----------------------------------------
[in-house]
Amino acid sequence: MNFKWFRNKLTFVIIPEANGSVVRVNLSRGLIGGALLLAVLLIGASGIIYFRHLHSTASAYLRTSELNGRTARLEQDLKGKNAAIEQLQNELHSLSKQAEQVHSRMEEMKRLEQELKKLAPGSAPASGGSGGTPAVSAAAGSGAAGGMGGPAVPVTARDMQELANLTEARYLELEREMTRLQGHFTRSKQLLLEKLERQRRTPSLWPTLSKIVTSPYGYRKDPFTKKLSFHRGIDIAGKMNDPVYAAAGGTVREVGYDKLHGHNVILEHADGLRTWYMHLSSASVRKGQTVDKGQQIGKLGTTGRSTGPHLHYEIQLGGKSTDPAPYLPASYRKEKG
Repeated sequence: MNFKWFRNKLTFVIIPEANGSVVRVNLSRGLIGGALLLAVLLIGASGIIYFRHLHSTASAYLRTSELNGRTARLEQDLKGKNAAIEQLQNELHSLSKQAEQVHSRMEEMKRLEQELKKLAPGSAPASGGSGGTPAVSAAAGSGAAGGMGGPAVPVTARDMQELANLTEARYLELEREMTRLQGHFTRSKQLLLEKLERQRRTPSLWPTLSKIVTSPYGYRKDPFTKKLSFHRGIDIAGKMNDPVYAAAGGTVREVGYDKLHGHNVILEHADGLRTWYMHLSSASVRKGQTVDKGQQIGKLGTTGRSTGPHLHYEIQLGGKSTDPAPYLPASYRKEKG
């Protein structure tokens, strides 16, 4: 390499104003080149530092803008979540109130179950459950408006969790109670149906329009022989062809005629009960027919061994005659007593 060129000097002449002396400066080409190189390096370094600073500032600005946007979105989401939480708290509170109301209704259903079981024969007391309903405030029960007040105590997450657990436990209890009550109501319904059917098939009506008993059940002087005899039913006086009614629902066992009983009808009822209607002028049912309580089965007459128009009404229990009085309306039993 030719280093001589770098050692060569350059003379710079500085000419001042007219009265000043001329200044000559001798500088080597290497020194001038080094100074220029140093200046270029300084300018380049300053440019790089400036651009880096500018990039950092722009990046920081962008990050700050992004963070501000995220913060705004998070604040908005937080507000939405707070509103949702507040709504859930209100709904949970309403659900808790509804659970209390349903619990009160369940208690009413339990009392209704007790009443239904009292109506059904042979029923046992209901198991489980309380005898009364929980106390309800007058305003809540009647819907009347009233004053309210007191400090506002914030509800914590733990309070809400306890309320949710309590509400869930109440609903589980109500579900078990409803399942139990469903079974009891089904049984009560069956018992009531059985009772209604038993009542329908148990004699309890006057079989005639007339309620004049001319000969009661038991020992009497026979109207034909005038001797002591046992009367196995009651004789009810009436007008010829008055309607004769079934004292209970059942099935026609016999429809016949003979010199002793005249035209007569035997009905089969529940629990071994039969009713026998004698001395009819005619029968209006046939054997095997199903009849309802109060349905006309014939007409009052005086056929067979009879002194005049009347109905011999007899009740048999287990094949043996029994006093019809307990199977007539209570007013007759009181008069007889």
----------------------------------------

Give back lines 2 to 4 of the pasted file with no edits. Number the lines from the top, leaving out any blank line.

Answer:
Amino acid sequence: MNFKWFRNKLTFVIIPEANGSVVRVNLSRGLIGGALLLAVLLIGASGIIYFRHLHSTASAYLRTSELNGRTARLEQDLKGKNAAIEQLQNELHSLSKQAEQVHSRMEEMKRLEQELKKLAPGSAPASGGSGGTPAVSAAAGSGAAGGMGGPAVPVTARDMQELANLTEARYLELEREMTRLQGHFTRSKQLLLEKLERQRRTPSLWPTLSKIVTSPYGYRKDPFTKKLSFHRGIDIAGKMNDPVYAAAGGTVREVGYDKLHGHNVILEHADGLRTWYMHLSSASVRKGQTVDKGQQIGKLGTTGRSTGPHLHYEIQLGGKSTDPAPYLPASYRKEKG
Repeated sequence: MNFKWFRNKLTFVIIPEANGSVVRVNLSRGLIGGALLLAVLLIGASGIIYFRHLHSTASAYLRTSELNGRTARLEQDLKGKNAAIEQLQNELHSLSKQAEQVHSRMEEMKRLEQELKKLAPGSAPASGGSGGTPAVSAAAGSGAAGGMGGPAVPVTARDMQELANLTEARYLELEREMTRLQGHFTRSKQLLLEKLERQRRTPSLWPTLSKIVTSPYGYRKDPFTKKLSFHRGIDIAGKMNDPVYAAAGGTVREVGYDKLHGHNVILEHADGLRTWYMHLSSASVRKGQTVDKGQQIGKLGTTGRSTGPHLHYEIQLGGKSTDPAPYLPASYRKEKG
């Protein structure tokens, strides 16, 4: 390499104003080149530092803008979540109130179950459950408006969790109670149906329009022989062809005629009960027919061994005659007593 060129000097002449002396400066080409190189390096370094600073500032600005946007979105989401939480708290509170109301209704259903079981024969007391309903405030029960007040105590997450657990436990209890009550109501319904059917098939009506008993059940002087005899039913006086009614629902066992009983009808009822209607002028049912309580089965007459128009009404229990009085309306039993 030719280093001589770098050692060569350059003379710079500085000419001042007219009265000043001329200044000559001798500088080597290497020194001038080094100074220029140093200046270029300084300018380049300053440019790089400036651009880096500018990039950092722009990046920081962008990050700050992004963070501000995220913060705004998070604040908005937080507000939405707070509103949702507040709504859930209100709904949970309403659900808790509804659970209390349903619990009160369940208690009413339990009392209704007790009443239904009292109506059904042979029923046992209901198991489980309380005898009364929980106390309800007058305003809540009647819907009347009233004053309210007191400090506002914030509800914590733990309070809400306890309320949710309590509400869930109440609903589980109500579900078990409803399942139990469903079974009891089904049984009560069956018992009531059985009772209604038993009542329908148990004699309890006057079989005639007339309620004049001319000969009661038991020992009497026979109207034909005038001797002591046992009367196995009651004789009810009436007008010829008055309607004769079934004292209970059942099935026609016999429809016949003979010199002793005249035209007569035997009905089969529940629990071994039969009713026998004698001395009819005619029968209006046939054997095997199903009849309802109060349905006309014939007409009052005086056929067979009879002194005049009347109905011999007899009740048999287990094949043996029994006093019809307990199977007539209570007013007759009181008069007889």